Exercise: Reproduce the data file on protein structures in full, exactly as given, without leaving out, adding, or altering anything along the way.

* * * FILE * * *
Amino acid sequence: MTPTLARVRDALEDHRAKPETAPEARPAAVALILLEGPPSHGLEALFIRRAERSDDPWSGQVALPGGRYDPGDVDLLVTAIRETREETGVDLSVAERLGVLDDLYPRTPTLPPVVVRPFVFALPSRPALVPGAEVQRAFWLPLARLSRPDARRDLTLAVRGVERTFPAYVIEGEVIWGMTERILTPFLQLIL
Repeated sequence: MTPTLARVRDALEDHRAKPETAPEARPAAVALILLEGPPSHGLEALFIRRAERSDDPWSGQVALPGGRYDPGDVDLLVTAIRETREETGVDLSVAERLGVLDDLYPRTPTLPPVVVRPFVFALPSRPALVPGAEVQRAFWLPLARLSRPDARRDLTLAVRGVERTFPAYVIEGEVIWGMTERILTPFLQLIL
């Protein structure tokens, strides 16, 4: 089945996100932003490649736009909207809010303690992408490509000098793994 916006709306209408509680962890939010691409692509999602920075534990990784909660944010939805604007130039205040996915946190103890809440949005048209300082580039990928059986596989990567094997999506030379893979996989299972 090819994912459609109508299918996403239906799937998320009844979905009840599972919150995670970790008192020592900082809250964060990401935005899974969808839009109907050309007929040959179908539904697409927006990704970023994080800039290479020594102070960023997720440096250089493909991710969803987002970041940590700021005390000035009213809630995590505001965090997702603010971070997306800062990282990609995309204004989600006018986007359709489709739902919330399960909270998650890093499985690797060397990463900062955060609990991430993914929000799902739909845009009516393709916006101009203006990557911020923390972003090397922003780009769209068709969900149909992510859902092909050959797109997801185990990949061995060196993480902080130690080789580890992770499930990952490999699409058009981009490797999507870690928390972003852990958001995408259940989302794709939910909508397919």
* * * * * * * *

Amino acid sequence: MTPTLARVRDALEDHRAKPETAPEARPAAVALILLEGPPSHGLEALFIRRAERSDDPWSGQVALPGGRYDPGDVDLLVTAIRETREETGVDLSVAERLGVLDDLYPRTPTLPPVVVRPFVFALPSRPALVPGAEVQRAFWLPLARLSRPDARRDLTLAVRGVERTFPAYVIEGEVIWGMTERILTPFLQLIL
Repeated sequence: MTPTLARVRDALEDHRAKPETAPEARPAAVALILLEGPPSHGLEALFIRRAERSDDPWSGQVALPGGRYDPGDVDLLVTAIRETREETGVDLSVAERLGVLDDLYPRTPTLPPVVVRPFVFALPSRPALVPGAEVQRAFWLPLARLSRPDARRDLTLAVRGVERTFPAYVIEGEVIWGMTERILTPFLQLIL
């Protein structure tokens, strides 16, 4: 089945996100932003490649736009909207809010303690992408490509000098793994 916006709306209408509680962890939010691409692509999602920075534990990784909660944010939805604007130039205040996915946190103890809440949005048209300082580039990928059986596989990567094997999506030379893979996989299972 090819994912459609109508299918996403239906799937998320009844979905009840599972919150995670970790008192020592900082809250964060990401935005899974969808839009109907050309007929040959179908539904697409927006990704970023994080800039290479020594102070960023997720440096250089493909991710969803987002970041940590700021005390000035009213809630995590505001965090997702603010971070997306800062990282990609995309204004989600006018986007359709489709739902919330399960909270998650890093499985690797060397990463900062955060609990991430993914929000799902739909845009009516393709916006101009203006990557911020923390972003090397922003780009769209068709969900149909992510859902092909050959797109997801185990990949061995060196993480902080130690080789580890992770499930990952490999699409058009981009490797999507870690928390972003852990958001995408259940989302794709939910909508397919």